Write in Style: A Guide to Good English

By Richard Palmer | Go to book overview

19

INFLECTIONS
An inflection means a change in the form of a word according to the job it is doing. English is not highly inflected, especially compared to several European languages, but there are still many times when inflection is required. This section looks at all of them, although it is not an exhaustive treatment. Occasionally my remarks will be brief, as we have come across some of these instances of inflection during the previous chapter on Parts of Speech.
Irregular verbs
A regular verb is one whose forms are determined by rules and is thus predictable. If we take the three verbs look, listen and perform we find they all behave alike when changes are required:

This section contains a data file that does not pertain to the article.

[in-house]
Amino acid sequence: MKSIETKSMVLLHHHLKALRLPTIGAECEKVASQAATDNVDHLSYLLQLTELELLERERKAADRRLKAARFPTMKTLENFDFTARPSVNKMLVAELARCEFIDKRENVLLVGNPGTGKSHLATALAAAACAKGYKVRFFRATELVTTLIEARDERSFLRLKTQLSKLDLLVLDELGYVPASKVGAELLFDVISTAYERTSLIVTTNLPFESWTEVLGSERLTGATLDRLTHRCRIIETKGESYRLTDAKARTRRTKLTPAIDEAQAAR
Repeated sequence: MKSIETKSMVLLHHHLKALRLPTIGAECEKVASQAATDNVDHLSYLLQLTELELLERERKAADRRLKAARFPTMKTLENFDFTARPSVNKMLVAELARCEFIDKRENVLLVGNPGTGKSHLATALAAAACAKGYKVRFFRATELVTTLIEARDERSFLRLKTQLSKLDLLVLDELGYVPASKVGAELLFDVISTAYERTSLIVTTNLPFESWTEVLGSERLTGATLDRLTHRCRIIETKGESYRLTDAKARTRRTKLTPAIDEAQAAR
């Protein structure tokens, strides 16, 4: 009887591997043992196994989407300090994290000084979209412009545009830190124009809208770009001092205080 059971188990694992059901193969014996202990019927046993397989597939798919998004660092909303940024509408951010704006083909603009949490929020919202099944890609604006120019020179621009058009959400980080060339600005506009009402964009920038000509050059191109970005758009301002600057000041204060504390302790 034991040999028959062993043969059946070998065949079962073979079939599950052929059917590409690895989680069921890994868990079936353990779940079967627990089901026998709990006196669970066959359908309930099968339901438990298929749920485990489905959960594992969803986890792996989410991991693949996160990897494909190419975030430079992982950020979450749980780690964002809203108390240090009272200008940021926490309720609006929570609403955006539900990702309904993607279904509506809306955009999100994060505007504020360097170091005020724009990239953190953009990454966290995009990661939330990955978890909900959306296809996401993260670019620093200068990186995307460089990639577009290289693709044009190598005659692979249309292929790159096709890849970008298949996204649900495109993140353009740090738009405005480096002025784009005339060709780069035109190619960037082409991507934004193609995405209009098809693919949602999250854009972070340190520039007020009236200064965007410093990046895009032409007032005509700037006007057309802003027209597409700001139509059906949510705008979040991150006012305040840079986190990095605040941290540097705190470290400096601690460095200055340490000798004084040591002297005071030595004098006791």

1. They add -s to form the 3rd person present singular.
2. The past participle and simple past tense are formed by adding -ed.
3. The present participle is formed by adding -ing.

There are well over 300 verbs which do not obey one or more of these procedures. Space precludes listing them all; besides, I think that would be tedious rather than helpful-both to read and to write. What is worthwhile is to look at the various kinds of irregular verb, with examples of each.


The eight classes of irregular verb

A. A number of verbs seem to be entirely regular, but they incorporate a change of spelling in one or more of their forms. For example:

(a) stop takes a double p in both participle forms and in the simple past:

stopping

stopped

they stopped

(b) So does hop:

-274-

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